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US cancels plans to allow Arctic oil drilling

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Washington: The US government has cancelled plans to allow oil drilling along the Arctic coasts of Alaska for the next two years, the interior department announced.

The decision signifies the elimination of offshore lease sales for oil drilling rights in the Chukchi and Beaufort Seas, and comes less than a month after the Shell oil company decided to suspend its exploration for crude and natural gas on the Alaska coast, EFE reported on Saturday.

On September 28, the Anglo-Dutch oil company announced the suspension of its plans in Alaska due to some “disappointing” results from an important oil well in the sea off Chukotka, that unfortunately coincided with a time when the price of crude was at its lowest in recent years.

“Shell will now cease further exploration activity in offshore Alaska for the foreseeable future,” the oil company said at the time. “This decision reflects both the Burger J well result, the high costs associated with the project, and the challenging and unpredictable federal regulatory environment in offshore Alaska.”

“In light of Shell’s announcement, the amount of acreage already under lease and current market conditions, it does not make sense to prepare for lease sales in the Arctic in the next year and a half,” interior secretary Sally Jewell said.

The Barack Obama administration also decided to refuse the requests of Shell and Norway’s Statoil to move to a later date the lease contracts in the Arctic they obtained from the government of George W. Bush.

The two offshore lease sales that the US had planned for the next two years were the one in 2016 for drilling rights in the Chukchi Sea and the other in 2017 for the Beaufort Sea.

Despite the hold on bidding during the next two years, the interior department still has plans for possible lease sales for drilling rights in the Arctic for the years 2020 and 2022.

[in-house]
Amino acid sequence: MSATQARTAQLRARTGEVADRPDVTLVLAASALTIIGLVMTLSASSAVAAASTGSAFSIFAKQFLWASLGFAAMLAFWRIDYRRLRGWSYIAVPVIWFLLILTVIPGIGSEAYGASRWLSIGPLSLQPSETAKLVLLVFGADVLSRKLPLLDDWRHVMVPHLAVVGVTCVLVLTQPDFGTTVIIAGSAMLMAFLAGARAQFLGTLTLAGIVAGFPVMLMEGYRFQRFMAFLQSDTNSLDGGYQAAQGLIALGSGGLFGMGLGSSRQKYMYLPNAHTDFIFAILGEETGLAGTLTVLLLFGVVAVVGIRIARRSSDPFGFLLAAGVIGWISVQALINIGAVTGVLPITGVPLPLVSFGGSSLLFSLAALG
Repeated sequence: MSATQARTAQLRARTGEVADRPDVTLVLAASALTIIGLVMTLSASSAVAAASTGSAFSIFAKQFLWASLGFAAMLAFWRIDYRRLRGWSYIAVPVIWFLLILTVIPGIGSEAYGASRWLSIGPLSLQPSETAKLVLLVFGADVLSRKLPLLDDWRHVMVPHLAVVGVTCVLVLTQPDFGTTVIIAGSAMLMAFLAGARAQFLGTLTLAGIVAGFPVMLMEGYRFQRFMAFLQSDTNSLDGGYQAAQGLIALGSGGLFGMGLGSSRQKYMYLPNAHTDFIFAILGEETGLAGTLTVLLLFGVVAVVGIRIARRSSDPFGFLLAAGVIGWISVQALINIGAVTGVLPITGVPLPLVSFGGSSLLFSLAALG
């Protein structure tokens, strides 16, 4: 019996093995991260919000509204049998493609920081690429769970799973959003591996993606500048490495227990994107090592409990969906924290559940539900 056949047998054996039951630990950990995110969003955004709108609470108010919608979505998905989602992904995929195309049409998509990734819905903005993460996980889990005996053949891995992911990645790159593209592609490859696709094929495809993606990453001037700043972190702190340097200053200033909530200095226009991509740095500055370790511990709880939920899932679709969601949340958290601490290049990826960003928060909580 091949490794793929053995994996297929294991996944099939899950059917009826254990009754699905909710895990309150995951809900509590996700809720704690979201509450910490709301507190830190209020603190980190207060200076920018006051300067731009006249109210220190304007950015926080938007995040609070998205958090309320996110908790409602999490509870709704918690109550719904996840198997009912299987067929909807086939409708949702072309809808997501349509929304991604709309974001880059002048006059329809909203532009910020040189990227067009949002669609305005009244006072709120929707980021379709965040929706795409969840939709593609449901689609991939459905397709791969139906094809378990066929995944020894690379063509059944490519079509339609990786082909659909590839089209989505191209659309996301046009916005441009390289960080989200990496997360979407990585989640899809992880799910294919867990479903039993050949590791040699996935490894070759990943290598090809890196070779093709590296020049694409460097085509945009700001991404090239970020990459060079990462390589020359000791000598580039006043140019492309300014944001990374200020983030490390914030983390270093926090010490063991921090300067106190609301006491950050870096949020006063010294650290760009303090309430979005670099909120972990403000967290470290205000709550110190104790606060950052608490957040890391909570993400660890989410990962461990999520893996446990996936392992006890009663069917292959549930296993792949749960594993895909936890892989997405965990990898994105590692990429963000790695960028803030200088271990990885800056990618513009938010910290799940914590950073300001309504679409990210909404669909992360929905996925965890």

The final decision in those two cases will be up to the US president elected in 2016.

Meanwhile, environmentalists have opposed all plans to drill for oil in the Arctic, warning that such operations could harm polar bears and seals.

(IANS)

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Apple Music On Lead Over Its Rival Spotify In All Market: Report

Trial users were not part of the comparison, the report added.

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Apple Music now has more than 45 million subscribers world-wide, with an additional 5-10 million free trial users.
Apple Music now has more than 45 million subscribers world-wide, with an additional 5-10 million free trial users. Pixabay

With more than 20 million paying users in the US, Apple Music has just taken the lead over its rival Spotify in an all-important market, the media reported.

Spotify still leads outside of the US, tallying 75 million subscribers as part of its first earnings report in May.

“The source, a US-based, major distributor, shared a report detailing the subscriber tallies of several streaming music services, including Apple Music, Spotify, Tidal, and Sirius XM. That report now ranks Apple Music as first in the US, at least among primarily on-demand music streaming services,” the Digital Music News recently reported.

Spotify Music still leads outside of the US, tallying 75 million subscribers as part of its first earnings report in May.
Spotify Music still leads outside of the US, tallying 75 million subscribers as part of its first earnings report in May. Pixabay

The data for 2018 also shows that Apple is experiencing a far stronger rate-of-growth in the US, suggesting a wider lead over the coming months.

Trial users were not part of the comparison, the report added.

Apple Music now has more than 45 million subscribers world-wide, with an additional 5-10 million free trial users.

Also read: 6.5-Inch Colorful iPhones To be Launched This Year By Apple

The iPhone maker’s free trials last about three months while Spotify says it has more than 70 million paying subscribers globally, with roughly 160 million overall users. (IANS)

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